Less comedic, more tragic, were the stories of Walid Yehia and Ramy Ismael. Dr. Yehia was one of the many people denied their constitutional right to healthcare, not being allowed a bed at a quarantine hospital. Similarly, Ismael’s mother was denied a bed at a quarantine hospital when she received a positive diagnosis after waiting weeks just to receive a test for the virus.

In contrast, when famous Egyptian actress Ragaa el-Gadawy tested positive, she was immediately admitted to a quarantine hospital on the recommendation of the minister of health. Dr. Yehia passed away, and there exists no followup I can find to Ismail’s story. The minister of health promised she would investigate Dr. Yehia’s case, and as with all of the Egyptian government’s promises, it has been swept under the rug.

Constitutional promises being swept under the rug. Sounds familiar, doesn’t it? Yes, the state promised us an overhauled, comprehensive healthcare system that would establish equity. The government still hasn’t fulfilled its promise of raising its investment in healthcare to global averages; in fact, it has failed so miserably at investing in healthcare that I can’t even access the article criticizing the budgetary priorities of the government without the help of my friends who don’t live in Egypt. Yes, Egypt blocks anti-government content. This is par for the course in an authoritarian society.

But technically, the government didn’t actually break its promise.

Article 18: Health care Every citizen is entitled to health and to comprehensive health care with quality criteria. The state guarantees to maintain and support public health facilities that provide health services to the people, and work on enhancing their efficiency and their fair geographical distribution. The state commits to allocate a percentage of government expenditure that is no less than 3% of Gross Domestic Product (GDP) to health. The percentage will gradually increase to reach global rates. -2014 Constitution.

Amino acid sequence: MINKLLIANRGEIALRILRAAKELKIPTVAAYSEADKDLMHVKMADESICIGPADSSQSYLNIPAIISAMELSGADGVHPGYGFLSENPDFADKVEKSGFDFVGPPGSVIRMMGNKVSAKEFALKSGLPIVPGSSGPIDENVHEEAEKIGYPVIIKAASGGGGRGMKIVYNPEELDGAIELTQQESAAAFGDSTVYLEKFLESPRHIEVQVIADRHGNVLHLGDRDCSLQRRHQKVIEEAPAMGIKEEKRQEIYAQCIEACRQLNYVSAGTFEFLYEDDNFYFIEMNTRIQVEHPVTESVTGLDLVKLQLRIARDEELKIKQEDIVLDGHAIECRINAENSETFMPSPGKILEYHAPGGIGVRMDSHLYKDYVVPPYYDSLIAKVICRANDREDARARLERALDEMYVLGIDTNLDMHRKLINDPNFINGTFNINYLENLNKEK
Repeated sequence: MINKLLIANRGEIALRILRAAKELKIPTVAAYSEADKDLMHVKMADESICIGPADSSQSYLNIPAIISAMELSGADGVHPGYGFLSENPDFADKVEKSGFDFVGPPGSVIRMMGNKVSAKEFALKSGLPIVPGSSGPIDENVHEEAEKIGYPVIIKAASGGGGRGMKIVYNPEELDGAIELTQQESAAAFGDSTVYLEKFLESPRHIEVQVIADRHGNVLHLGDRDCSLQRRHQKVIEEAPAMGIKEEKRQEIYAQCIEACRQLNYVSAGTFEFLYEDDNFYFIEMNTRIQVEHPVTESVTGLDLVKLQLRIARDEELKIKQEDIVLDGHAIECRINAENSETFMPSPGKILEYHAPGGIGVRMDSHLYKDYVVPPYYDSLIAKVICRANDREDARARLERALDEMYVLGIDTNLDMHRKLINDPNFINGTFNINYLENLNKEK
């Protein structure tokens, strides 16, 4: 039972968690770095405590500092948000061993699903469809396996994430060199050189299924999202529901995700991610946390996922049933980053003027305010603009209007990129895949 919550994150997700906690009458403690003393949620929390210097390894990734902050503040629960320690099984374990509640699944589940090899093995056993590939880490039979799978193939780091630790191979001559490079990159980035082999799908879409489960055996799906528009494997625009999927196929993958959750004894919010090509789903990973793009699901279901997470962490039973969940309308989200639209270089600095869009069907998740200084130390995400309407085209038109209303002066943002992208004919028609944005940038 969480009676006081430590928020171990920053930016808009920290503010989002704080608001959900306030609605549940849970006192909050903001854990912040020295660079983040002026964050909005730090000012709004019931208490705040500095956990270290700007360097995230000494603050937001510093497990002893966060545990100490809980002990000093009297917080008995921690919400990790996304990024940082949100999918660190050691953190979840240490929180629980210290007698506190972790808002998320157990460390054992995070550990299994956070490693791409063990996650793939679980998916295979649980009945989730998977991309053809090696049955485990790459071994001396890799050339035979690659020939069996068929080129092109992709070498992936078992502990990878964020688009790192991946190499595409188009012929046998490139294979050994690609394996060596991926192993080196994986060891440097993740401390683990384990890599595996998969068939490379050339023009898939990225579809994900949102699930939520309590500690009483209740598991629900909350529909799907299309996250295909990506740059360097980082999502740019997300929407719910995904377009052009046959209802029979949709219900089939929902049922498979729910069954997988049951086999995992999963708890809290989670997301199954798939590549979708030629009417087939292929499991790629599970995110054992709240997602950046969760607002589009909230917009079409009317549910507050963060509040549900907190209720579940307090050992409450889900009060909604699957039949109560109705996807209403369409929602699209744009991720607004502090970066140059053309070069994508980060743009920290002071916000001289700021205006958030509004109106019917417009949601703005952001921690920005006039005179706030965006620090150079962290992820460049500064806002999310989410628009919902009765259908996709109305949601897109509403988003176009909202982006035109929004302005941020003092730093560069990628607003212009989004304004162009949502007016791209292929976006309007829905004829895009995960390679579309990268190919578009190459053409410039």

Healthcare is a right of every citizen, and the State shall allocate to it a sufficient percentage of the GDP. -2019 Constitution

Yes, in 2019, the constitution was amended. The commitment was changed from a concrete 3% to a nebulous "sufficient." There is no follow-up or clarification on what sufficiency entails.

It is simply up to the state, a state that, in its unabashed hubris, proposed constitutional amendments that would see its chokehold over the country’s freedom of expression, even outside of healthcare, tighten further and further.

A state that, in its shameless arrogance, arrested and detained anyone who dared utter a word about their crimes against humanity.

A state that got away with it. A state that won. If you go outside in my city, you might find thousands of factory workers striking, gathering en masse, beseeching the president for help about their jobs getting displaced. You won’t find anyone wearing masks. You won’t find anyone practicing any form of social distancing. Don’t blame them. It’s not their fault. All they can do is what they have been taught, which is that the state has their back, and everything is under control. They watch the big mummy parade, they hire actors and actresses, they put on a show to make you forget their ancillary genocide. They hire the same actors to make pro-army movies and TV shows to indoctrinate the next generation of sheep.

As long as they sweep all the skeletons under the rug, keep the masses docile for the slaughtering, and silence all opposition, then there’s really nothing they can’t do.

When Khaled Mansour said that acquiescence in such issues is tantamount to succumbing in silence to a preventable death, he didn’t realize one thing.

In the eyes of the state, we are already dead.

There are two more sides to this story.

Act 3

The observant reader will remember that I noted two types of doctor families, but only detailed one of them. To understand the second type of doctor families, we need to talk about framing.

The psychological framing of medical school and being a doctor is an integral part of answering the question of why. Why do we want to become doctors? Why do we want to go to medical school? Medical school IS hard. Working in Egypt after graduating is even harder. You won’t make money. You’ll overwork yourself with 3-day shifts. You won’t be able to see your kids much at all if you, perhaps foolishly, decide to have any. So why do Egyptian kids still want to be doctors?